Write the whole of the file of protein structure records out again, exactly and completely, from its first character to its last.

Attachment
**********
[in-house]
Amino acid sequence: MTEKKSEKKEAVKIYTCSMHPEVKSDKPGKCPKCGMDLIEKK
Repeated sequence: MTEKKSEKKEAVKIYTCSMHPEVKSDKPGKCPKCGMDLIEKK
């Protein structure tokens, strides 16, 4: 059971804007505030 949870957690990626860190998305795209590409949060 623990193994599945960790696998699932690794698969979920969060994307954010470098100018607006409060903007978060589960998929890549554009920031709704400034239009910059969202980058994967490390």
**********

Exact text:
[in-house]
Amino acid sequence: MTEKKSEKKEAVKIYTCSMHPEVKSDKPGKCPKCGMDLIEKK
Repeated sequence: MTEKKSEKKEAVKIYTCSMHPEVKSDKPGKCPKCGMDLIEKK
């Protein structure tokens, strides 16, 4: 059971804007505030 949870957690990626860190998305795209590409949060 623990193994599945960790696998699932690794698969979920969060994307954010470098100018607006409060903007978060589960998929890549554009920031709704400034239009910059969202980058994967490390």